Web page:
Figure 14.8 Forms of Eubacteria
Shape and size : They are unicellular microorganisms of various shapes and accordingly, they are called cocci (spherical), bacilli (rod-shaped), spirilla (spiral) and vibrios (broken spirals or comma shaped).
Their sizes vary from 0.1m to 20 m in breadth and 0.2 m to 80 m in length.
Locomotion : They are generally non-motile,
but motile bacteria may have flagella at one end, at both ends, or
all around the cell.
Cell structure : Their cell wall contains peptidoglycan and muramic acid.
Their cytoplasm is without streaming movements and without endoplasmic reticulum. However, free ribosomes are present.
Mitochondria are absent but respiratory enzymes are located on the surface of mesosomes which are invaginations of plasma membrane.
Golgi complex and true plastids are absent. However,
photosynthetic bacteria show chromatophores containing bacteriochlorophyll
(e.g. purple-S-bacteria) or chlorobium chlorophyll (e.g. green-S-bacteria).
All three types of RNA are present.
Cells are prokaryotic, i.e. without nuclear membrane,
nucleoplasm and nucleolus. They contain a single molecule of circular
double stranded DNA attached to the plasma membrane at one point.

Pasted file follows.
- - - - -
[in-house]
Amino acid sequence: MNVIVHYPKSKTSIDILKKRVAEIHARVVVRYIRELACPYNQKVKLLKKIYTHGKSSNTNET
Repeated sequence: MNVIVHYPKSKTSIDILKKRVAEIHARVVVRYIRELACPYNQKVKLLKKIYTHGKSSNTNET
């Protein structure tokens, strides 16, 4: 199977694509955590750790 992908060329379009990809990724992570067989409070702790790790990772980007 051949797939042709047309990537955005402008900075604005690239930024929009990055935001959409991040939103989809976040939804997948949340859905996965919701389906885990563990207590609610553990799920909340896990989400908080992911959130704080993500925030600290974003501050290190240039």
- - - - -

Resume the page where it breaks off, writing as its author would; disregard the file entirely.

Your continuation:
Respiration : They are aerobic or anaerobic.
Nutrition : They show autotrophic or heterotrophic
mode of nutrition. Autotrophic bacteria are of two types, viz., photosynthetic,
which produce food material by using light energy (e.g. purple-S-bacteria
and green-S-bacteria), and chemosynthetic which produce food material
by using chemical energy which is derived by oxidizing certain inorganic
compounds (e.g. Nitrosomonas, Nitrobacter). Heterotrophic bacteria
are saprophytic, growing on dead and decaying organic matter, or parasitic,
growing in living plants and animals, including humans. The parasitic
bacteria may be pathogenic, causing diseases (e.g. Xanthomonas
citri, Diplococcus pneumonae) or non-pathogenic, which usually
form a symbiotic association with their hosts (e.g. Rhizobium,
fixing nitrogen in leguminous plants, and cellulose-digesting bacteria
in ruminant stomachs).
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Figure 14.9 Cell Structure of bacterium
Staining : Those bacteria which retain Gram
stain are called gram-positive bacteria, (e.g. Streptococcus)
while those which do not retain the stain are called gram-negative
bacteria, (e.g. Escherichia coli).